Yesterday afternoon, Senate Republicans voted on a procedural measure to bring their tax plan to the floor, setting the stage for a final vote that will likely come tomorrow. At the time, GOP senators advanced the legislation without a score from the Joint Committee on Taxation, without legislative text on the "trigger" provisions, without understanding the details of changes to state-and-local-tax deductions, without Byrd Rule scrutiny, and without the benefit of a single substantive policy hearing.
In other words, with Congress poised to overhaul the federal tax code of the world's most dominant economic superpower, Republican lawmakers are effectively winging it, legislating while blindfolded, hoping it'll all work out in the end.
The Washington Post's E.J. Dionne joked yesterday, "Most Americans take far more care in filling out their tax returns than Republicans are taking with this bill."
What's more, while Republicans are confronted with brutal analyses of their plan from official and independent economists, GOP policymakers can't pushback against them -- because Treasury Secretary Steve Mnuchin and his team haven't prepared an official Trump administration analysis.
Mr. Mnuchin has promised that Treasury will release its analysis in full. Yet, just one day before the full Senate prepares to vote on a sweeping tax rewrite, the administration has yet to produce the type of economic analysis that it is citing as a reason to pass the tax cut.Those inside Treasury's Office of Tax Policy, which Mr. Mnuchin has credited with running the models, say they have been largely shut out of the process and are not working on the type of detailed analysis that he has mentioned. An economist at the Office of Tax Analysis, who spoke on the condition of anonymity so as not to jeopardize his job, said Treasury had not released a "dynamic" analysis showing that the tax plan would be paid for with economic growth because one did not exist.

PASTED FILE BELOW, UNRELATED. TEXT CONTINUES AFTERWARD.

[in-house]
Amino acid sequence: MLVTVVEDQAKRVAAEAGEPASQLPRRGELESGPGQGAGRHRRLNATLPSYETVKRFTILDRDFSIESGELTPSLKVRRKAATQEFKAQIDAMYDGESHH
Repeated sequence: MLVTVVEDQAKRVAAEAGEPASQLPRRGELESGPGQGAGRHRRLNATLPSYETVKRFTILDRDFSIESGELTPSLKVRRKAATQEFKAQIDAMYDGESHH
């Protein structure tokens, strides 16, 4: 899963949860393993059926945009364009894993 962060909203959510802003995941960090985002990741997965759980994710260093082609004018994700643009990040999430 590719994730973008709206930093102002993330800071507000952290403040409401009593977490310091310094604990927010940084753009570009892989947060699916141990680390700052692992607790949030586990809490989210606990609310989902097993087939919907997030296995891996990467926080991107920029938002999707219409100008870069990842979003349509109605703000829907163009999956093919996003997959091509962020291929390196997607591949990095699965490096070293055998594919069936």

There is no defense for trying to craft major national policy this way. When the Trump administration's own Office of Tax Policy gets "largely shut out of the process" of scrutinizing the Trump administration's preferred tax plan, we're witnessing policy madness.
The New York Times' article quoted a Treasury official saying the cabinet department won't have time to produce a full analysis of the final bill before Republicans vote on it.
Common sense suggests Congress could simply wait for detailed information before voting to overhaul the nation's tax code, but that would undermine the two pillars of the GOP leadership's strategy: stealth and speed.
After all, trying to legislate with more information might lead more Americans to learn what Congress is up to -- and Republicans have decided that simply isn't an option.
As a consequence, in a rather literal sense, GOP senators don't really know what they're prepared to vote on. Senate Majority Whip John Cornyn (R-Texas) this week made an argument about his party's plan as it relates to a child-care tax credit that was plainly and demonstrably false. The Washington Post asked several senators yesterday about their plan benefiting the wealthiest Americans, and several Senate Republicans responded in a way that suggested they're still confused about the basics of the debate.
In other words, the GOP tax plan isn't just a bad idea; it's also a bad idea that its own proponents don't understand and aren't eager to study.
It would be very easy right now for responsible lawmakers to tap the breaks, take a breath, and recommend a detailed hearing or two about exactly what's on the table. The fact that this won't even be considered is emblematic of the deteriorating condition of American policymaking under Republican rule.